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Arts & Culture

Clemens exhibit aims to better represent diverse rural queer community

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Country Queers
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"The Country Queers Art Exhibit" uses photos as well as audio excerpts to tell stories of the rural LGBTQ+ community.

An exhibit uplifting stories of rural queer experiences is currently on display at the Clemens Fine Arts Gallery at West Kentucky Community & Technical College.

The multimedia exhibit – entitled “The Country Queers Art Exhibit,” after the collective that assembled it – displays 70 framed photos of community members across the country. The exhibit features audio excerpts from interviews with LGBTQ+ community members. It will remain on display through April 29.

Country Queers was initially created as a solo project by West Virginia native Rae Garringer in 2013. They say perception of the LGBTQ community has changed in urban areas and rural areas as the project has expanded over the past decade.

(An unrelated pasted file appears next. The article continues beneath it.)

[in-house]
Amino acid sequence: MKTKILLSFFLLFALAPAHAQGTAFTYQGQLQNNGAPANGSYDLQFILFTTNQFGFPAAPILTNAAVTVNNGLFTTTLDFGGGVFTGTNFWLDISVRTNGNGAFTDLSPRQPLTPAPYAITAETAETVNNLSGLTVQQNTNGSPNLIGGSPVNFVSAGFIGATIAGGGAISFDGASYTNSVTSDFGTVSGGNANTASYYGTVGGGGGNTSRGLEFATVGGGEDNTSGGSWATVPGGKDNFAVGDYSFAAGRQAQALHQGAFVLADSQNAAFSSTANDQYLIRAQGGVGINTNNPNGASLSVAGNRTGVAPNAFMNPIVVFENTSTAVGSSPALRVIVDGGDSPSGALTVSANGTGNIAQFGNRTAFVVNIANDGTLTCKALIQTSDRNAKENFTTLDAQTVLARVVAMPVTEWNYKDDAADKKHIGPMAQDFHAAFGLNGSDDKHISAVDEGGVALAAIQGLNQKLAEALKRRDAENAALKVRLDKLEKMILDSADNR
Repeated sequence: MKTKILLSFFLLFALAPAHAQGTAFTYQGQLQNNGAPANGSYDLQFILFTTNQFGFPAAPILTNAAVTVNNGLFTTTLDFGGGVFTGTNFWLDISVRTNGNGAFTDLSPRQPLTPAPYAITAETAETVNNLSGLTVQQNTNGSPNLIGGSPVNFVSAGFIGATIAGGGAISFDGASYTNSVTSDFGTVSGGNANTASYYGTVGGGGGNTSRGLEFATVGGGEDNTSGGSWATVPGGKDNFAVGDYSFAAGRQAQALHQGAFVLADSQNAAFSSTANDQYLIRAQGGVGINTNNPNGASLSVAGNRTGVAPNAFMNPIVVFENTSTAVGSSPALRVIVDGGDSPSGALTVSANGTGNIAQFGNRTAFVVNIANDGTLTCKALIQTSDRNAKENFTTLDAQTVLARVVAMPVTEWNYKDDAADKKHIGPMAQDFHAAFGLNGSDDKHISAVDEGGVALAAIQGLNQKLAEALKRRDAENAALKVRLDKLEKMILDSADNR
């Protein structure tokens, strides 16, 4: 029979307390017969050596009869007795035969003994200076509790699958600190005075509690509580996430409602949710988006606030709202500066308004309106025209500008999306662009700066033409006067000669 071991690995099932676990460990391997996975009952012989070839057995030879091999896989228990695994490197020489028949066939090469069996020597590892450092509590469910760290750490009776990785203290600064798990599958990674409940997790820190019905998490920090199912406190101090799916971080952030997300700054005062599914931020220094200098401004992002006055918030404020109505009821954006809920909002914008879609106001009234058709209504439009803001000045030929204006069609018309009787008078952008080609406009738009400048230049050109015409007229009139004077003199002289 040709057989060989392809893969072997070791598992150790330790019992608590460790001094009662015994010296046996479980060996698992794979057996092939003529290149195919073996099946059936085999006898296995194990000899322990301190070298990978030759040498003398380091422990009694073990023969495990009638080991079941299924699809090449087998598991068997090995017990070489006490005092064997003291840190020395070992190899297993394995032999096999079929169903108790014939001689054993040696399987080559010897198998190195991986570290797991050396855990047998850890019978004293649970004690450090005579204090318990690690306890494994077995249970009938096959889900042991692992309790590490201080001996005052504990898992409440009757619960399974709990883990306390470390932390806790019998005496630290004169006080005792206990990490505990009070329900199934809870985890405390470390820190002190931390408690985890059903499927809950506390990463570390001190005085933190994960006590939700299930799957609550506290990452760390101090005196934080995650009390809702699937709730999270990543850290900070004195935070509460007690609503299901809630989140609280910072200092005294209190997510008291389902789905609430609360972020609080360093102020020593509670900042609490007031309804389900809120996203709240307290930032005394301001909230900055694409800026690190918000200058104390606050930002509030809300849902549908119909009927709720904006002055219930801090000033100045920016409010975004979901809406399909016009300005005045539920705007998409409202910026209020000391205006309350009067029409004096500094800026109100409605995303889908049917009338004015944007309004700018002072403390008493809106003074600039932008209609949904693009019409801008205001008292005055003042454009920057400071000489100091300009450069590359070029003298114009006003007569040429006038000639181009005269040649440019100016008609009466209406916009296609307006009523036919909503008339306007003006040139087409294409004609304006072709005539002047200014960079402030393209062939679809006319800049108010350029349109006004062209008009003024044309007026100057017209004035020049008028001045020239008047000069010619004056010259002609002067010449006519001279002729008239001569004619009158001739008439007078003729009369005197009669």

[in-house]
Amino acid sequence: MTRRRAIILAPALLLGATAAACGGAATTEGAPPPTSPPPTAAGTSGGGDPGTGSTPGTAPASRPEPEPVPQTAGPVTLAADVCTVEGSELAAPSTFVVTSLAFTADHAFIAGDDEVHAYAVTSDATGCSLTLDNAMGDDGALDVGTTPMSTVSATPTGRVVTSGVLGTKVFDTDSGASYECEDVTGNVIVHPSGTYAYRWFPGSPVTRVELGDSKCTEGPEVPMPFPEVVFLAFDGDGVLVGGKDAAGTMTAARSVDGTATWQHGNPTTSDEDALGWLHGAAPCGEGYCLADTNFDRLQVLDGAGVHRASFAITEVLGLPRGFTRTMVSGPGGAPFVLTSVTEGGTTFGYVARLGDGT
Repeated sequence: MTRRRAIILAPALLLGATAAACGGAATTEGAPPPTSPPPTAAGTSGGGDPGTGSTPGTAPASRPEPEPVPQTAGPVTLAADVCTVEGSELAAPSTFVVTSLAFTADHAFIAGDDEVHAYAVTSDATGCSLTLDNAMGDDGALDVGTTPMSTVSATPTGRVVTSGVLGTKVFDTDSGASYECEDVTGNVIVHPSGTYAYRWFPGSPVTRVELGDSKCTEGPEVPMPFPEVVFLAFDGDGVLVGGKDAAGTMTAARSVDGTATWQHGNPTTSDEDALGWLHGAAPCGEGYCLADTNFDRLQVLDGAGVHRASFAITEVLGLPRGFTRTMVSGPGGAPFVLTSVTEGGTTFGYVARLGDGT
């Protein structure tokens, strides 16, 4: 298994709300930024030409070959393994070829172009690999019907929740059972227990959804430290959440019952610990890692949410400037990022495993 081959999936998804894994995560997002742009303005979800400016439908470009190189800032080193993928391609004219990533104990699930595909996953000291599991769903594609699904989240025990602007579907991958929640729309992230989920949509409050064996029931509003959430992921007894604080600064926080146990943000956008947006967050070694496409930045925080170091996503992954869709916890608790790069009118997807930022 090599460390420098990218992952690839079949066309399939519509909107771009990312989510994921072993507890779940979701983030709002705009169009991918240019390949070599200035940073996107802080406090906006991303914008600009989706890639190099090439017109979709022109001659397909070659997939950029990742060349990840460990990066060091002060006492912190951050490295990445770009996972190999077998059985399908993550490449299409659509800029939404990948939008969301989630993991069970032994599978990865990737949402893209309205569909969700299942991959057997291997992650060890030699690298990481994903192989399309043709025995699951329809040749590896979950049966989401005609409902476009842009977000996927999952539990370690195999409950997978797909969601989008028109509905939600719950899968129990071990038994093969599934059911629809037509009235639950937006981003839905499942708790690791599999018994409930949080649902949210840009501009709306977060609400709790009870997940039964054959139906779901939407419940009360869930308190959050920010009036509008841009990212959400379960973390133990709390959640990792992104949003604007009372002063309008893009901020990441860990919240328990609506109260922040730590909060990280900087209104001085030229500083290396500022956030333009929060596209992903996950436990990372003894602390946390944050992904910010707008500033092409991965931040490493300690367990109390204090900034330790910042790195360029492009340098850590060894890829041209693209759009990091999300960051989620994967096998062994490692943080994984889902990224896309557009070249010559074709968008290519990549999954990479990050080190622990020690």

“All of us have something that pops into mind when we hear that word [rural] or the word country,” Garringer said. “One thing I have learned definitively over the past nine years is that the image that pops into peoples minds looks different given different identities, experiences, relationships and spaces.”

Garringer founded the project “out of an intense frustration with the lack of easily accessible rural queer stories at the time and a sense of isolation from queer community,” they say on the project’s website.

Clemens Fine Arts Gallery director Todd Birdsong says the exhibit is important to bring to the community because it gives representation to a group that is largely marginalized. He says rural communities are stereotypically known for their hyper masculinity and staunch conservative values.

“There is obviously a stigma attached to being gay or queer in society in general,” Birdsong said. “But, I think that is magnified in country life. Ultimately what the show is saying is LGBTQ members come across a large spectrum of society and we should think about their unique perspectives.”

Garringer says since the pandemic is declining people can see the exhibit first hand and engage with the stories more as opposed to virtual viewings. Garringer hopes the exhibit, and others like it, will help the rural LGBTQ+ community feel less isolated and help get rid of any kind of stigma.

“I think at the root of it, there is still this fear of queer trans people,” Garringer said. “We are perceived as a threat. I think it's very harmful and really incorrect. I think a huge thing that needs to change in terms of perception is to move away from this reality where people feel threatened by just our existence.”

The Clemens Fine Art Center is located on Alben Barkley Drive on the WKCTC campus in Paducah. For more information about the Country Queers project, visit their website.

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